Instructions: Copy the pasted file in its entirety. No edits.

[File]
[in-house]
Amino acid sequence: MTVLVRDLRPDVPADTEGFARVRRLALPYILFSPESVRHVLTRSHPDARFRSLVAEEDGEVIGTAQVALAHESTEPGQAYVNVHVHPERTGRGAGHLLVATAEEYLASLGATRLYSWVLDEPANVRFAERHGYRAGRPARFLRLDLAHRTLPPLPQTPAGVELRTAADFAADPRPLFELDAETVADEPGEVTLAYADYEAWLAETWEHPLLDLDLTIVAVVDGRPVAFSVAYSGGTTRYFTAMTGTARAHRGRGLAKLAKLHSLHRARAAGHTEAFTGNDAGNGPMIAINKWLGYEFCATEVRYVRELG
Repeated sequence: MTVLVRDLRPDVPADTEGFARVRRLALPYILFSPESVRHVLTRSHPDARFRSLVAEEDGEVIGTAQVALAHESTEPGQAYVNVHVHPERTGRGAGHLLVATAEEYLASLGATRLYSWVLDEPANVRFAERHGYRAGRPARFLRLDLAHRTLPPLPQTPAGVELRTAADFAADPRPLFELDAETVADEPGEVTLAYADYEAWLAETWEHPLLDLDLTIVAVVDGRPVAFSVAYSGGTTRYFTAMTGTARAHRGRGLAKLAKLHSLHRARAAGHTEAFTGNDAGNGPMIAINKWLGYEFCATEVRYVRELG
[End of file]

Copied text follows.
[in-house]
Amino acid sequence: MTVLVRDLRPDVPADTEGFARVRRLALPYILFSPESVRHVLTRSHPDARFRSLVAEEDGEVIGTAQVALAHESTEPGQAYVNVHVHPERTGRGAGHLLVATAEEYLASLGATRLYSWVLDEPANVRFAERHGYRAGRPARFLRLDLAHRTLPPLPQTPAGVELRTAADFAADPRPLFELDAETVADEPGEVTLAYADYEAWLAETWEHPLLDLDLTIVAVVDGRPVAFSVAYSGGTTRYFTAMTGTARAHRGRGLAKLAKLHSLHRARAAGHTEAFTGNDAGNGPMIAINKWLGYEFCATEVRYVRELG
Repeated sequence: MTVLVRDLRPDVPADTEGFARVRRLALPYILFSPESVRHVLTRSHPDARFRSLVAEEDGEVIGTAQVALAHESTEPGQAYVNVHVHPERTGRGAGHLLVATAEEYLASLGATRLYSWVLDEPANVRFAERHGYRAGRPARFLRLDLAHRTLPPLPQTPAGVELRTAADFAADPRPLFELDAETVADEPGEVTLAYADYEAWLAETWEHPLLDLDLTIVAVVDGRPVAFSVAYSGGTTRYFTAMTGTARAHRGRGLAKLAKLHSLHRARAAGHTEAFTGNDAGNGPMIAINKWLGYEFCATEVRYVRELG